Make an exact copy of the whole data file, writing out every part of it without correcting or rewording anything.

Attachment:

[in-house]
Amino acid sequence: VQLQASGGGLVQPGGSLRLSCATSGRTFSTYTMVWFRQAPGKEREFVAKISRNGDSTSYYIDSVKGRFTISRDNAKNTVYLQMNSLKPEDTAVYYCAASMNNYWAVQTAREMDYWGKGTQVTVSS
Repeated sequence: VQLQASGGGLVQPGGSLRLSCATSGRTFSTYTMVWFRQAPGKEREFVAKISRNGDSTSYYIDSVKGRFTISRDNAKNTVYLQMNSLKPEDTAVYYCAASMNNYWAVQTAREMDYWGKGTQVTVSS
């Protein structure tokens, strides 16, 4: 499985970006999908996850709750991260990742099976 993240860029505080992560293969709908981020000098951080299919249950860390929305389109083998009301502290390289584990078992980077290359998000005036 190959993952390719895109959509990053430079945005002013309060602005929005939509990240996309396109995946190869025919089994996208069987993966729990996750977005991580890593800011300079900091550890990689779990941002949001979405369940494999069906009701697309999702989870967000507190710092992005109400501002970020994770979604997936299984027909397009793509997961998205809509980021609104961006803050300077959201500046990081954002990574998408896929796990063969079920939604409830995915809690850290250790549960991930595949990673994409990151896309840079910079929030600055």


[in-house]
Amino acid sequence: VQLQASGGGLVQPGGSLRLSCATSGRTFSTYTMVWFRQAPGKEREFVAKISRNGDSTSYYIDSVKGRFTISRDNAKNTVYLQMNSLKPEDTAVYYCAASMNNYWAVQTAREMDYWGKGTQVTVSS
Repeated sequence: VQLQASGGGLVQPGGSLRLSCATSGRTFSTYTMVWFRQAPGKEREFVAKISRNGDSTSYYIDSVKGRFTISRDNAKNTVYLQMNSLKPEDTAVYYCAASMNNYWAVQTAREMDYWGKGTQVTVSS
């Protein structure tokens, strides 16, 4: 499985970006999908996850709750991260990742099976 993240860029505080992560293969709908981020000098951080299919249950860390929305389109083998009301502290390289584990078992980077290359998000005036 190959993952390719895109959509990053430079945005002013309060602005929005939509990240996309396109995946190869025919089994996208069987993966729990996750977005991580890593800011300079900091550890990689779990941002949001979405369940494999069906009701697309999702989870967000507190710092992005109400501002970020994770979604997936299984027909397009793509997961998205809509980021609104961006803050300077959201500046990081954002990574998408896929796990063969079920939604409830995915809690850290250790549960991930595949990673994409990151896309840079910079929030600055």